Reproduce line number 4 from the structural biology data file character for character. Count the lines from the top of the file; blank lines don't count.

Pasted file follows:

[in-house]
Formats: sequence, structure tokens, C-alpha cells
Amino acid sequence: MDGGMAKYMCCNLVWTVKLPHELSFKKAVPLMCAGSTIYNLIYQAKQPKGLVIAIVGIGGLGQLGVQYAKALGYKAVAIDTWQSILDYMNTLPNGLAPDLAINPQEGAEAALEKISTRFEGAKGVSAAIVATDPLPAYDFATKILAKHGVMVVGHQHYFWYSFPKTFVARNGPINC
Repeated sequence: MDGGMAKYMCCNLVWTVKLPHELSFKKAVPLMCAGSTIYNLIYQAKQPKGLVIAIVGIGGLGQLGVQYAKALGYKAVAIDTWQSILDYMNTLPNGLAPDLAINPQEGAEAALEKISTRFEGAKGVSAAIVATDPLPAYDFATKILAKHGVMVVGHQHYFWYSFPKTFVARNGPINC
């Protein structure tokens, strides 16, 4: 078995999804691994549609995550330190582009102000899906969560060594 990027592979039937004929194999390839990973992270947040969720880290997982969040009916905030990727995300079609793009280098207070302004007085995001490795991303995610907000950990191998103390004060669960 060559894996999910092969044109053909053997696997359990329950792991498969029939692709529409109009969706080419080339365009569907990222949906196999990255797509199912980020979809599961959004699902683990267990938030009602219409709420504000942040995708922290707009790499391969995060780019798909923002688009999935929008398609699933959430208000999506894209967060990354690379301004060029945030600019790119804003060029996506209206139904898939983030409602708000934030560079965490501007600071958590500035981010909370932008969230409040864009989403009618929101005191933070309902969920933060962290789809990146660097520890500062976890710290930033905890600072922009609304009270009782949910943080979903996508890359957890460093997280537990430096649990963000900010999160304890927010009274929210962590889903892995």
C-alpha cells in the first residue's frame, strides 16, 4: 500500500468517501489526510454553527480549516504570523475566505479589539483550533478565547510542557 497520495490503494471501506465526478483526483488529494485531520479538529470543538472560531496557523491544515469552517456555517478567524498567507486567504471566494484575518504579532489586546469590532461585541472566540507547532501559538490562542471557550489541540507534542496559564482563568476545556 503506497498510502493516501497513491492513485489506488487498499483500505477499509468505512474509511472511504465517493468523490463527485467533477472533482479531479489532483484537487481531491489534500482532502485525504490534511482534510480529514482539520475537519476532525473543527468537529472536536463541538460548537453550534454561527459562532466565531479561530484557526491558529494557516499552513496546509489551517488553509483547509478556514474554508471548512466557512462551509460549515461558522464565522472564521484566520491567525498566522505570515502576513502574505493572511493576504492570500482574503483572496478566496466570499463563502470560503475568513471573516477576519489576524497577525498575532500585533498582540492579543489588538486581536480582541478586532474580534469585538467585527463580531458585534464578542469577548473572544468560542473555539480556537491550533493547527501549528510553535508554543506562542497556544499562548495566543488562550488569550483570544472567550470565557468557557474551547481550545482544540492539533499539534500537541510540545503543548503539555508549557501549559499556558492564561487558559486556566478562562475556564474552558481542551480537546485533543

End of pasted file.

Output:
Repeated sequence: MDGGMAKYMCCNLVWTVKLPHELSFKKAVPLMCAGSTIYNLIYQAKQPKGLVIAIVGIGGLGQLGVQYAKALGYKAVAIDTWQSILDYMNTLPNGLAPDLAINPQEGAEAALEKISTRFEGAKGVSAAIVATDPLPAYDFATKILAKHGVMVVGHQHYFWYSFPKTFVARNGPINC